Power Tool Longevity - Understanding Maintenance and Signs of Wear
There are a few things that are always true in life. There will be more taxes than you want to pay. Your job will sometimes be awesome and sometimes will suck. You get what you pay for. Good power tools can be expensive. Protect your investment with timely maintenance. But how do you determine when it's time to maintain your power tools? What are some signs of wear you should be on the lookout for to help prevent further damage requiring additional repairs? Here's a quick overview to help get you started.
I know, this sounds way too simple, but your tool's manual will typically have any regularly needed maintenance listed, giving you a much better idea of what you should be undertaking in terms of maintenance and at what times. It will also often mention any specific issues that you should watch for while using your tools, allowing you to catch problem issues early and before they become much more expensive repairs down the road.
Keep Track of Recalls
You know that little postcard that often gets thrown out with all the extra packaging when you get a new power tool? It's actually pretty important in the long run. That registration card tells the manufacturer who owns its tools, so if there's a problem, such as a recall issue, they can contact you so that you can have service and repairs performed on your tool before it becomes a much larger problem.
Note Unusual Performance
Is it slowing down? Wandering more than usual? Though this can be a easy maintenance fix, such as sharpening a drill bit or changing out a saw blade, changes in performance can quickly turn into bigger problems if you try to power through just a few more boards, holes or cuts. Stop and make sure the tool isn't in need of repair before continuing.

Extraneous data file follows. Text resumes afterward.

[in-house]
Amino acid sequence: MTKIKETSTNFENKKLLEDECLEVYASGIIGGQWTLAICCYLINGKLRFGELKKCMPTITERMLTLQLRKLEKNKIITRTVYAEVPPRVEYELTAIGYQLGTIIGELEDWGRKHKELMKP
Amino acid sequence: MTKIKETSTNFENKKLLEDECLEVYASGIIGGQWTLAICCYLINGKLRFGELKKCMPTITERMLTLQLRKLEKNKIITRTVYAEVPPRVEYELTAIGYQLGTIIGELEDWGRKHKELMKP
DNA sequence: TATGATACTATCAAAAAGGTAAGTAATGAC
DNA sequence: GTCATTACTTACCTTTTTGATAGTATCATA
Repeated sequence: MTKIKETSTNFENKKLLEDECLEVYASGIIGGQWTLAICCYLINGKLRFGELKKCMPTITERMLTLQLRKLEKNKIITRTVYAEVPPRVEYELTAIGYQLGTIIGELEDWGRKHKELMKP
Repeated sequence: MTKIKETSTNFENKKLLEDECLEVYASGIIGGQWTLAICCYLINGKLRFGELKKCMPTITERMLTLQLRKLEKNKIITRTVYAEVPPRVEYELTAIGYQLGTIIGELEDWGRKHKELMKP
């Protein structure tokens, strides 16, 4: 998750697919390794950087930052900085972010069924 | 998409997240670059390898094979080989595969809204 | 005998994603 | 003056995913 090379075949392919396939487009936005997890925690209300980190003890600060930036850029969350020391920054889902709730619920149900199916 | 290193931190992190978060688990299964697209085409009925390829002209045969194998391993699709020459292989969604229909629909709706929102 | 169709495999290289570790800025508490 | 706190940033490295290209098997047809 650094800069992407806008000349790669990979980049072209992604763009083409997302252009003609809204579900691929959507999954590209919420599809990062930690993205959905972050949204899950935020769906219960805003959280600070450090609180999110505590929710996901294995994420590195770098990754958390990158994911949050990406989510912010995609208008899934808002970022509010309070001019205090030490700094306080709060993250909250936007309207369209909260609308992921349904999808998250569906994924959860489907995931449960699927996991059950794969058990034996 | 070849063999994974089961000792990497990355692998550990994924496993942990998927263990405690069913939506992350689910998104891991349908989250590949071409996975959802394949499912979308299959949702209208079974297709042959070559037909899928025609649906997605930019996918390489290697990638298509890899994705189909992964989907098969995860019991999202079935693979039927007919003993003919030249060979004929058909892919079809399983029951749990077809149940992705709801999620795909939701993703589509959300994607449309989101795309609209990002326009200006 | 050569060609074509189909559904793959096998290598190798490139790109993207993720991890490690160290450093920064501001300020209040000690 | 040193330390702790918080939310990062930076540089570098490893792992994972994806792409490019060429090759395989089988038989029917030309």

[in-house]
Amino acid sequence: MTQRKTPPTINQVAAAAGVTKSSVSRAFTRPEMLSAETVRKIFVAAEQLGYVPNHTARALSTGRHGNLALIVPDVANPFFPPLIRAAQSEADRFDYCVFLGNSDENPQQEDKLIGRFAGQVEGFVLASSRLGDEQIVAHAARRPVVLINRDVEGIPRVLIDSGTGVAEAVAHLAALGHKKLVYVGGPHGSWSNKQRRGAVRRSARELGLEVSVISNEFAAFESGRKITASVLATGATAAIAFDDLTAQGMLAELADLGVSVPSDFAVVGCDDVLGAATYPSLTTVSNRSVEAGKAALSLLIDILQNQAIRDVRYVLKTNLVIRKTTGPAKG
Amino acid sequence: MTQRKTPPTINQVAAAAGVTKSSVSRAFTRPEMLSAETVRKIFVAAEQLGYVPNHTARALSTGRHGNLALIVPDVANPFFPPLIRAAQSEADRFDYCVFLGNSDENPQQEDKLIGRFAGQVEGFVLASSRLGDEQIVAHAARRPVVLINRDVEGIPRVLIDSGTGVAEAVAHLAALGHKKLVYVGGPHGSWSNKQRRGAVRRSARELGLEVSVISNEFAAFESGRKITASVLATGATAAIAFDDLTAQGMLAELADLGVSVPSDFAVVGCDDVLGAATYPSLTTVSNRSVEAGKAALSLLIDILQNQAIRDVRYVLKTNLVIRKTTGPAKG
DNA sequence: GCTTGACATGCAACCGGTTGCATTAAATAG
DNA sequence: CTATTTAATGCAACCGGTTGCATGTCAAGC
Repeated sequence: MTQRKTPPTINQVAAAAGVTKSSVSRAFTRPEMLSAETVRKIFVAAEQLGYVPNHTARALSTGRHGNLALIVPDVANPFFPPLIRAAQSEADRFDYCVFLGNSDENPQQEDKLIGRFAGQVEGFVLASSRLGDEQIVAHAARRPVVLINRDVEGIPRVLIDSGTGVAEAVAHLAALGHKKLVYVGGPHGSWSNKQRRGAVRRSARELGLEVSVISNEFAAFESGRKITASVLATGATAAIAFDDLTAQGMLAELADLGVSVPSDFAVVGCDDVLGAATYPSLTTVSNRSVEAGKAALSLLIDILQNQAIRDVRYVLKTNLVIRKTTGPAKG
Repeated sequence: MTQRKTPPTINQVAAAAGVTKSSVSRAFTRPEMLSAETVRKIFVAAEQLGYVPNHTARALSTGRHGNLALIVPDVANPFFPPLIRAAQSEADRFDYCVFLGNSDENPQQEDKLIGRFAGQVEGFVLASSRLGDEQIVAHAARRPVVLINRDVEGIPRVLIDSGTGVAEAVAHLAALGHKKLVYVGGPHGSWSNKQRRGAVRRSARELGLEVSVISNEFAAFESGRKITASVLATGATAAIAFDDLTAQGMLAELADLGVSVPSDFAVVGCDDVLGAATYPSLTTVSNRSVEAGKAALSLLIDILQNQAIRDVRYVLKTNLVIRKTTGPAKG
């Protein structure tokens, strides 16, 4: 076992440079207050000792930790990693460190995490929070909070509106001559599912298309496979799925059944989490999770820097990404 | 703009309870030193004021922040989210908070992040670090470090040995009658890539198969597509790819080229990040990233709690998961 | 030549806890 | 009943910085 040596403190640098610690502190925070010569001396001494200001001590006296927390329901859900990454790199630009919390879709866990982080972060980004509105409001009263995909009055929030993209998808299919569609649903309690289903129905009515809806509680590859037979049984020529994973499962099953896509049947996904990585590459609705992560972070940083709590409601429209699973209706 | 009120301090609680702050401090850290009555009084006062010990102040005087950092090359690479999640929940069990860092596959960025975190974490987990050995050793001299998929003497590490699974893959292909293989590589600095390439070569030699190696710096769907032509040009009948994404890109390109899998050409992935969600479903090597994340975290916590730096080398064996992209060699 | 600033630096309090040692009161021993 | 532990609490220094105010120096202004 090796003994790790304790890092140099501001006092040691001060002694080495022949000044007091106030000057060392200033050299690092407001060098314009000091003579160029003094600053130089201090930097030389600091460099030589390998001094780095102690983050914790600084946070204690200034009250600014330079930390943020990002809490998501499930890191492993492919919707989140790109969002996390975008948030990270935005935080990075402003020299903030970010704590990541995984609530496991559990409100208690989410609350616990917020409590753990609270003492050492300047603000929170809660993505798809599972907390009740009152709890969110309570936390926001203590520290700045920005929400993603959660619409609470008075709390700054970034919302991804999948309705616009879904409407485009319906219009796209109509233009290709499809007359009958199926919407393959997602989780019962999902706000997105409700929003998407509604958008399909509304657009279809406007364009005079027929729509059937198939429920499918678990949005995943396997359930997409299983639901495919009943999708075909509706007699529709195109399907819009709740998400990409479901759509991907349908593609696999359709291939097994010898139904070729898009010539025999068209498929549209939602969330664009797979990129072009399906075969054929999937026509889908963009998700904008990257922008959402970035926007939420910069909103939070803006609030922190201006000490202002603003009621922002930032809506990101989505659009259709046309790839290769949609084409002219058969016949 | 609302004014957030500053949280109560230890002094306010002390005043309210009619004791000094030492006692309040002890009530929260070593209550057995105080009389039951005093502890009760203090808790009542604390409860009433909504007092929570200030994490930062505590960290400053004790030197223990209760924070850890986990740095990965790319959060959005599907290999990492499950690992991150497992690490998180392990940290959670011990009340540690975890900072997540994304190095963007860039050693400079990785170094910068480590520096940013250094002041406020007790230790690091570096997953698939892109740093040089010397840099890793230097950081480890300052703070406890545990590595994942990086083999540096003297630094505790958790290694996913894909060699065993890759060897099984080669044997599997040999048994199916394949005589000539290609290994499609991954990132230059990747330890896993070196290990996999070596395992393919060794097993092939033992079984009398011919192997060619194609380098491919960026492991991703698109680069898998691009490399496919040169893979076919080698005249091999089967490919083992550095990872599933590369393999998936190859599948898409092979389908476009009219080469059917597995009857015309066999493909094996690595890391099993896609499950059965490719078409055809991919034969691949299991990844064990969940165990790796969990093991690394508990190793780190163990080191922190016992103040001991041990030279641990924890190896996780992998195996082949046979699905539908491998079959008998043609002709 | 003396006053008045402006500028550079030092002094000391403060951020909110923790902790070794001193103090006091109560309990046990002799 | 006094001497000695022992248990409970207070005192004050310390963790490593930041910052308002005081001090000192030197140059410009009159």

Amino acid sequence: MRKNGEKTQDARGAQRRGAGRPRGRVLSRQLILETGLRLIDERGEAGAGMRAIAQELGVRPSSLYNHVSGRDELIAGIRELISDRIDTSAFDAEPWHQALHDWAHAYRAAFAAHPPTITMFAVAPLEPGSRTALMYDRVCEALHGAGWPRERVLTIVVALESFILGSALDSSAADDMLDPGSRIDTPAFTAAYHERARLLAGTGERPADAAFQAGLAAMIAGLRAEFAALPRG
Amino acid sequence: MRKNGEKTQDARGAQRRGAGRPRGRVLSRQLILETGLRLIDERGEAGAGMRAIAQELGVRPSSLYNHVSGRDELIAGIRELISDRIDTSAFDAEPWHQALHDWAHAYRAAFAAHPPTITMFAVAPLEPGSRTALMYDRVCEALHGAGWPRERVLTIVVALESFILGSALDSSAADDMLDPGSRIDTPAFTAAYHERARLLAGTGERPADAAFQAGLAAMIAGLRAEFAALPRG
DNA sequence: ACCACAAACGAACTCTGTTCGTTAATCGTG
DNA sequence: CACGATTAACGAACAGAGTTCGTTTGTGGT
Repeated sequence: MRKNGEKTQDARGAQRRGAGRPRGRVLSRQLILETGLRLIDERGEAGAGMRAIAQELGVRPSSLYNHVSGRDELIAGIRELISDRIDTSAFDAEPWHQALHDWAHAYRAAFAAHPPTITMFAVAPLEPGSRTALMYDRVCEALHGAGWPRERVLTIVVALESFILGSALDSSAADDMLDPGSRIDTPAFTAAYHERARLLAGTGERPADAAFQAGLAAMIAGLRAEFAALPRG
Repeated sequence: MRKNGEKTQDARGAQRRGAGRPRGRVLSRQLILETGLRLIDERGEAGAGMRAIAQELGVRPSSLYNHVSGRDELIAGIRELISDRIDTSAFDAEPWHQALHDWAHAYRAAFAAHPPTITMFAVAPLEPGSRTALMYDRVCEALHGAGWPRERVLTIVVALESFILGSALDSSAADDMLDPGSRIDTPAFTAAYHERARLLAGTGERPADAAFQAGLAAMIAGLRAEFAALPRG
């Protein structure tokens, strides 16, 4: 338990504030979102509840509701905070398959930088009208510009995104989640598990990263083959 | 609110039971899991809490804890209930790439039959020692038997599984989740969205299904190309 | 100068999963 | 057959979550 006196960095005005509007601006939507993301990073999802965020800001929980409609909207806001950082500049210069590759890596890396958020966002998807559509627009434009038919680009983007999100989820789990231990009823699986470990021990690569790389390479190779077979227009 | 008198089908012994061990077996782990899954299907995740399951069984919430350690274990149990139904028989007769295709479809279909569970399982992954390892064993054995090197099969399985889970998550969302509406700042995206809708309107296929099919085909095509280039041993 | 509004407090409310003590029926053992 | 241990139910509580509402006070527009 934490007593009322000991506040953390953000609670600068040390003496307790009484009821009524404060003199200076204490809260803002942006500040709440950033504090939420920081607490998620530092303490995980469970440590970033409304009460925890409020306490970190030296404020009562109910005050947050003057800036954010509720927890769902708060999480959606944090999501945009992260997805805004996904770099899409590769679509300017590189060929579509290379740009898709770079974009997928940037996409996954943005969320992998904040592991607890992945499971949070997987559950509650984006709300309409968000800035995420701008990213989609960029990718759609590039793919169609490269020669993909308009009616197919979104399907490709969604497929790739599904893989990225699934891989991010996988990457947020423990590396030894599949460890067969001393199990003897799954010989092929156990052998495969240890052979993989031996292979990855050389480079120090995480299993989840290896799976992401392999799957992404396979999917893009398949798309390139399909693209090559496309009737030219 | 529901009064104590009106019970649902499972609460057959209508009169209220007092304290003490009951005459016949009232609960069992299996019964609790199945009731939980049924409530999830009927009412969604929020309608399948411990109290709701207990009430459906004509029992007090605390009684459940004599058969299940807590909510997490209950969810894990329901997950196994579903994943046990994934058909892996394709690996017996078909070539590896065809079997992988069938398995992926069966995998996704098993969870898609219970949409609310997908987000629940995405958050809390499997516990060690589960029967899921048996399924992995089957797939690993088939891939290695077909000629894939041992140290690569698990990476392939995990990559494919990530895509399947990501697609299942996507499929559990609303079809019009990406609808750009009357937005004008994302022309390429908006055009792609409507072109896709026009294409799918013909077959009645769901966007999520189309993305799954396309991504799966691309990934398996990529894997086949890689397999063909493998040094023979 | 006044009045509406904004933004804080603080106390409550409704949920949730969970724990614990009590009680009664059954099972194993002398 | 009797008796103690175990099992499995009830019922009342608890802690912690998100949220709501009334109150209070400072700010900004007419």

Keep it Cool
We've all had it happen - a tool starts to give off that dreaded burned plastic smell. Stop. Right now. Though your tool will probably recover, if you continue using it to the point where it's burning up the motor, you'll lose overall functionality very quickly if you don't stop as soon as you pick up these scents or see smoke. Time to put down the impact drill and pick up an upgrade in terms of power instead of blowing what's left of the motor.
Treat Batteries Properly
Many issues start at the power source, and on cordless tools, that power source is the battery. Try to keep lithium ion batteries between 20-90% of capacity, because below and above these points is the range where the battery ages the fastest. Be sure to store your batteries cool, dry and protected in a case or box.
By taking the time to watch for signs of wear in your power tools and undertaking regular maintenance, you can gain a much longer expected useful lifespan from those tools. This both protects your investment and gives you a longer period of time before tools must be replaced. If you don't have time to take care of the maintenance and repairs needed for your tools, Star Sales can help. Our Power Tool Service Center in Woburn features highly-trained technicians who can make your tools rock again. Please feel free to contact us today to get started.